It was nice to hear from Mark M0DEV following our exchange of WSPR signals on 144MHz. It turned out that I was the most distant WSPR signal that he’d heard on 144MHz at that point. We decided it would be fun to try a QSO and decided that since we both used JT65-HF regularly, we’d use that rather than the more usual variant for VHF/UHF JT65B.
Running 10W at each end, both into collinears, it was an easy QSO over a path of around 140km. Not massive DX of course, but very satisfying. Following a successful exchange of signals we then turned down our power as low as it would go – around 1W in my case and were still easy able to exchange signals. Mark calculated that given the conditions at the time, around 150mW would have probably done the trick. Sadly I can’t run that little power – at least not readily!
Conditions were clearly good and I’d been seeing tweets from stations on the east coast of the UK making some excellent QSOs on 432MHz during the day. I’d listened but had been disappointed. Following the QSO with Mark, I decided to take another tune around 432MHz. The first station that I heard was UT1FG/MM in JO00. It caused a double take, as I did not immediately hear the /MM! I tuned around and then was surprised to hear OE2CAL coming through. Not too strong and I did not think that I would stand much of a chance. I tuned up another 10khz and found OE5XBL coming through. He finished a QSO and I dropped my call in. To my delight he heard me! A nice QSO over 1127km – probably my best DX on 432MHz. Later on in the evening, I worked Hans DJ7GK at 1059km – another very nice QSO. Conditions faded for me shortly after working Hans, so I returned back to 144MHz WSPR.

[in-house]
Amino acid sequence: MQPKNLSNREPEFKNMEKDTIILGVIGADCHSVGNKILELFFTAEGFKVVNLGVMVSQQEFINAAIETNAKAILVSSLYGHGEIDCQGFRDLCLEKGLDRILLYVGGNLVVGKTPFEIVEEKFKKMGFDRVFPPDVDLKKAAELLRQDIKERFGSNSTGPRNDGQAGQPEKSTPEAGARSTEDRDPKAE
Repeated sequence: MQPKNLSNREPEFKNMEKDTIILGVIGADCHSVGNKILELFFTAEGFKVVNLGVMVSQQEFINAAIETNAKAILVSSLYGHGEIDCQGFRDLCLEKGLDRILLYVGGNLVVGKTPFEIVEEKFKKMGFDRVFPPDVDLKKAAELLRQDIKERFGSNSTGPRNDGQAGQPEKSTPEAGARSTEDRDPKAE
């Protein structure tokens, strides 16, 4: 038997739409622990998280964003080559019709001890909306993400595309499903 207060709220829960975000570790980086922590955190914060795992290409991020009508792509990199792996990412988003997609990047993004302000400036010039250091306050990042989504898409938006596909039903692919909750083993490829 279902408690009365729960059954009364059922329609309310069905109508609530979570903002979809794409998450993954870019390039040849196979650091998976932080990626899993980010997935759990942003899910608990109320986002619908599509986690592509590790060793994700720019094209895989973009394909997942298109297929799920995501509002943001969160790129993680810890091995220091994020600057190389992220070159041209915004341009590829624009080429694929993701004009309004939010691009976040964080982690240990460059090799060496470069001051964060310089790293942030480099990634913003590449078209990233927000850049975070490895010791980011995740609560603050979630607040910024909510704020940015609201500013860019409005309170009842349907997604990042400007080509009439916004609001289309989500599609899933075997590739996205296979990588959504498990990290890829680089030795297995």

Signals from M0DEV were excellent and we were joined by Steve G0LFP in Cheltenham and Dave G4FRE in Malvern. Colin G6AVK in Rayleigh, Essex was hearing us all which was great. Colin was seeing a considerable amount of aircraft scatter on my signals, not too surprising with Heathrow airspace being in the middle of the path between us!